Ambos ‘in danger’ lose police back-up


GEELONG paramedics face weekly instances of dangerous situations without police back-up, according to Ambulance Employees’ Association.
State secretary Steve McGhie said in one instance local paramedics were threatened with a gun and on another occasion an officer was assaulted in the rear of the ambulance.
The patient with the gun threatened all medical staff who came near him, Mr McGhie said.
“These things happen on a weekly basis and unfortunately they’re on the increase,” he said.
Mr McGhie partly blamed a directive to police communications centres three years ago to provide back-up only in cases of direct threat.
Patients were often under the influence of alcohol or drugs or had mental health issues but paramedics were now unable to call on police to attend potentially dangerous situations with them, he said.
“Our instruction now is that if paramedics are in any doubt, don’t go in, or if they see a risk to get out until the scene is rendered safe.
“If that means a patient suffers that is an unfortunate consequence. But there is no point to a paramedic getting injured and needing assistance themselves.”
Mr McGhie said he understood Ambulance Victoria supported the directive to paramedics.
“A lot of this is about resourcing. Police on the ground will do everything they can to help paramedics but the relevant information needs to be passed between police and ambulance so they can respond and back up paramedics.
“Where police are aware that paramedics are at risk they try and get resources there but sometimes information is not shared or ambulance locations of incident sites don’t match up with police sites.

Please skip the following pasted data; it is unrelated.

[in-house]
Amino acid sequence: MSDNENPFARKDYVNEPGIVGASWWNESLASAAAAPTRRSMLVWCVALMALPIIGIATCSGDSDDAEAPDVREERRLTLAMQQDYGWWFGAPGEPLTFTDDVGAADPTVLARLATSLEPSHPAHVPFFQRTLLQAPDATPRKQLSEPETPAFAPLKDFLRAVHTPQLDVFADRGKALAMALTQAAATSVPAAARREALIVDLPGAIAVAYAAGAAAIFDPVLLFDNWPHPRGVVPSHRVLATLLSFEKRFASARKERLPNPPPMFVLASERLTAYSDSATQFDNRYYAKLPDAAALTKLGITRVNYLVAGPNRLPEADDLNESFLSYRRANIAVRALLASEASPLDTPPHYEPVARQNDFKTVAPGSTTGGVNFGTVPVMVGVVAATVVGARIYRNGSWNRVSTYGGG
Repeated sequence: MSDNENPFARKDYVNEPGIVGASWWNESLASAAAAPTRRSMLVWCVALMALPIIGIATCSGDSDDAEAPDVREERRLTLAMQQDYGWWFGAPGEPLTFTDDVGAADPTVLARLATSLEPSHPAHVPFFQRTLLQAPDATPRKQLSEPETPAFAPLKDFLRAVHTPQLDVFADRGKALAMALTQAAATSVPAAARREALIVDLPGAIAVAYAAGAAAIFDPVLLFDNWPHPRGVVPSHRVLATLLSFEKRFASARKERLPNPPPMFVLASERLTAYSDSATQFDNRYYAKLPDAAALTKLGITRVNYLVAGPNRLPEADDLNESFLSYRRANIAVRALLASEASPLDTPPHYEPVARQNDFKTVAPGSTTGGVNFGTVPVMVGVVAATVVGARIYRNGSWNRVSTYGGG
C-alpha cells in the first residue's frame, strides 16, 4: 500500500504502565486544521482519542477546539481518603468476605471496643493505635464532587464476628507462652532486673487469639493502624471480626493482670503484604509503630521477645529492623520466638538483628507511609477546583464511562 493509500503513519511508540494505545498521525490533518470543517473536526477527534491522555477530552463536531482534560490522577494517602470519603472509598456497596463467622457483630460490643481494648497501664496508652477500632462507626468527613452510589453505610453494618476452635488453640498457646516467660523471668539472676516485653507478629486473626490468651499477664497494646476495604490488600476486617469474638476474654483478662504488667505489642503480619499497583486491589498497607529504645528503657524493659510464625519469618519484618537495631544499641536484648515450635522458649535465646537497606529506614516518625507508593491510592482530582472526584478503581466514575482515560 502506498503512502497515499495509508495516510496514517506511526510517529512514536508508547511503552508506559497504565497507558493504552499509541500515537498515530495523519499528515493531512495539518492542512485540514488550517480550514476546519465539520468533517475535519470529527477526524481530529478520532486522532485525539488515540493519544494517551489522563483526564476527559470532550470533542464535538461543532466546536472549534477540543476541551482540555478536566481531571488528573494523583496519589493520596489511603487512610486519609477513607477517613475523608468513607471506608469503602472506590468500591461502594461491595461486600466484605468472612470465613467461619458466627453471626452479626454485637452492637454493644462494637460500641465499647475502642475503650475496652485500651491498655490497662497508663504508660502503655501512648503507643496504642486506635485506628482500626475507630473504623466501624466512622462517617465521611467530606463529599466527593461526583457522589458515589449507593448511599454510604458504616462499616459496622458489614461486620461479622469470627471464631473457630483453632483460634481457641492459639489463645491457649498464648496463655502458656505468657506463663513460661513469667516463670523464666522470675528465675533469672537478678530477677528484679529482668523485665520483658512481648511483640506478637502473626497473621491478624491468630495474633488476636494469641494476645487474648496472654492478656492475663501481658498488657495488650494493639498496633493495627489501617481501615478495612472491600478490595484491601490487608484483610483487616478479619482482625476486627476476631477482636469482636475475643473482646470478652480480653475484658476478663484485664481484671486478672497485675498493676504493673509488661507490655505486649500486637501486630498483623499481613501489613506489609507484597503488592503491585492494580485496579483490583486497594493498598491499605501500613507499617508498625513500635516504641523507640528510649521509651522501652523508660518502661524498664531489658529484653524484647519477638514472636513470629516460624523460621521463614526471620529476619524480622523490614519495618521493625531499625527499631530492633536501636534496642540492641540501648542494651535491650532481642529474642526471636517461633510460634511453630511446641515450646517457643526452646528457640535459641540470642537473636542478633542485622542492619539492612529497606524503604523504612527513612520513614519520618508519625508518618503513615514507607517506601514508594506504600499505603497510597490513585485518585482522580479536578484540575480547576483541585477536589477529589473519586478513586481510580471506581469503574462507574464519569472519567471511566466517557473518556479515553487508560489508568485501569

“The working relationship is fantastic because they need each other, like all the emergency services, but for whatever reason this directive came out to communications rooms.”
Mr McGhie said he suspected the directive was issued after police were being needlessly sent to ambulance jobs.
“But the real issue is that the health system is not dealing with these issues earlier and they become crisis issues – and then paramedics become the punching bags.”
Ambulance Victoria regional manager Mick Cameron said Geelong police always responded if officers believed paramedics were threatened or at risk.
“Some paramedics might misunderstand some of the processes they need to follow to request police assistance,” Mr Cameron said.
“We’ll be following up any instance where a paramedic believes they’ve been in danger or haven’t got appropriate support.”
Mr Cameron said Ambulance Victorian was working with other health services and agencies to prevent cases from reaching crisis points at which paramedics faced potentially dangerous situations.